We’ve blogged about multilingual foreign law translations and legal language translation in the context of religious law in US courts and arbitration process in China. Federal Rule of Civil Procedure 44.1 was originally adopted to solve the dilemmas associated with judges using a flexible framework in determining issues involving foreign law. According to Rule 44.1, foreign law ‘must be treated as a ruling on a question of law’.
In practice, this foreign law became a question of law and thus no longer had to be raised in the pleadings. Although Rule 44.1 did close the gap to many of the issues relating to foreign law, it failed to recognize the basic fact that judges simply cannot determine foreign law issues the same way they determine domestic issues for the simple reason that they are foreign laws. Not only does this require a foreign language translation, it also requires the understanding of a foreign legal system – something simply not practical in a globalized world where even lower court judges find themselves deciding questions of foreign law.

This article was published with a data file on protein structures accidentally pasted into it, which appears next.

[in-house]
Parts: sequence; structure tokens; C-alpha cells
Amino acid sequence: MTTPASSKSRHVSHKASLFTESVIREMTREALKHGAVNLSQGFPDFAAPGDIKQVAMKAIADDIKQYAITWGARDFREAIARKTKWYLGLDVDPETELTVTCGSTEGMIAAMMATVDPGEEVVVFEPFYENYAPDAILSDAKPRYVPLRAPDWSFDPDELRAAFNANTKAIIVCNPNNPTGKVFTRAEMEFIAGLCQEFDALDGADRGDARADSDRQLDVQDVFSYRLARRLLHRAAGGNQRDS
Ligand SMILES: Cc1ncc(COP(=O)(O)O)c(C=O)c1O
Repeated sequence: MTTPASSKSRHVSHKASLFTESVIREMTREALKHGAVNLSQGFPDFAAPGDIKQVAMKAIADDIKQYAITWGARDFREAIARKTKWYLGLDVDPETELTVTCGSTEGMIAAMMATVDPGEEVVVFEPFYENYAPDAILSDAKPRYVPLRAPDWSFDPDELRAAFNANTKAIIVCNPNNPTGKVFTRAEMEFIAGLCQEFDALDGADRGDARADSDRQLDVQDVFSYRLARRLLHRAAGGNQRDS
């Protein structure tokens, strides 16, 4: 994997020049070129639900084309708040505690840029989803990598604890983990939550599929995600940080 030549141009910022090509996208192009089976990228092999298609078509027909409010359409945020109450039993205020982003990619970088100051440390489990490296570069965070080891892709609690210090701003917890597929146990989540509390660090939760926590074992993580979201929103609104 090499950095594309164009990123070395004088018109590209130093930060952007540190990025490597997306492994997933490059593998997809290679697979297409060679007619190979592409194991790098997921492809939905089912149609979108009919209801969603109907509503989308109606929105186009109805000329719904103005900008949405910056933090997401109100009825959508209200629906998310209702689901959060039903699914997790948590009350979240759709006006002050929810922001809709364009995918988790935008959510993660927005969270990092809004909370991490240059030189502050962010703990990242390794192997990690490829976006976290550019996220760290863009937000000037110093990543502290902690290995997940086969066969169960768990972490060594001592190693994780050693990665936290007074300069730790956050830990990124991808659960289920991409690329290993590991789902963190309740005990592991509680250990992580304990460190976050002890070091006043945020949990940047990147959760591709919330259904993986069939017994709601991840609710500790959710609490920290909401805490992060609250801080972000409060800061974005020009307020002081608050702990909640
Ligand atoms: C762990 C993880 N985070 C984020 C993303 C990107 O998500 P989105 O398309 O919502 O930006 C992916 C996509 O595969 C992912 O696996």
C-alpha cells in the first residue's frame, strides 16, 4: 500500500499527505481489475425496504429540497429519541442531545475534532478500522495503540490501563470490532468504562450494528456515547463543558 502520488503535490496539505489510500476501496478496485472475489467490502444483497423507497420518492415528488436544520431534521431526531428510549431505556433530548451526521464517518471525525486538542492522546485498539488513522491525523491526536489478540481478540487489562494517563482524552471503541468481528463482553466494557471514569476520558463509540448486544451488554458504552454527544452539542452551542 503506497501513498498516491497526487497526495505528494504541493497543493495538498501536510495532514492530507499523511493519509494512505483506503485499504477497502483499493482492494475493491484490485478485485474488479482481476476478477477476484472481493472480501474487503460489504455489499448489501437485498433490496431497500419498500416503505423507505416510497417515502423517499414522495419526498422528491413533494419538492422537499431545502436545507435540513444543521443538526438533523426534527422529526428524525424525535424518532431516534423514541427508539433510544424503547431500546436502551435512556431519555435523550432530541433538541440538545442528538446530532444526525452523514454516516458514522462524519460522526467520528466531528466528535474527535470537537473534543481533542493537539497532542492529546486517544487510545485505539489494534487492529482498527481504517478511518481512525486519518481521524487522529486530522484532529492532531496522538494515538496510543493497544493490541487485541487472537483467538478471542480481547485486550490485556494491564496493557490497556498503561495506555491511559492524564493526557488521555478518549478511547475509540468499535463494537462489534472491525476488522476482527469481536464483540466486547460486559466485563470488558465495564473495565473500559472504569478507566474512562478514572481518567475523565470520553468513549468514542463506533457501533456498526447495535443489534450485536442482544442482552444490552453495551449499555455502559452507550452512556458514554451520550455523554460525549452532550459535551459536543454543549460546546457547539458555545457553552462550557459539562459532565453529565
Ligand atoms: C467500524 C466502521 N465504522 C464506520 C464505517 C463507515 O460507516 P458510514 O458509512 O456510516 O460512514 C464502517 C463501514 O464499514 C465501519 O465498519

For this very reason, the use of expert opinions and foreign language translations became essential in Rule 44.1 determination – even though this is not typically authorized in domestic cases involving questions of law. In other words, because foreign law requires the use of expert opinions, it shifts this issue from a question of law to an issue of fact – opening Rule 44.1 to legal controversy.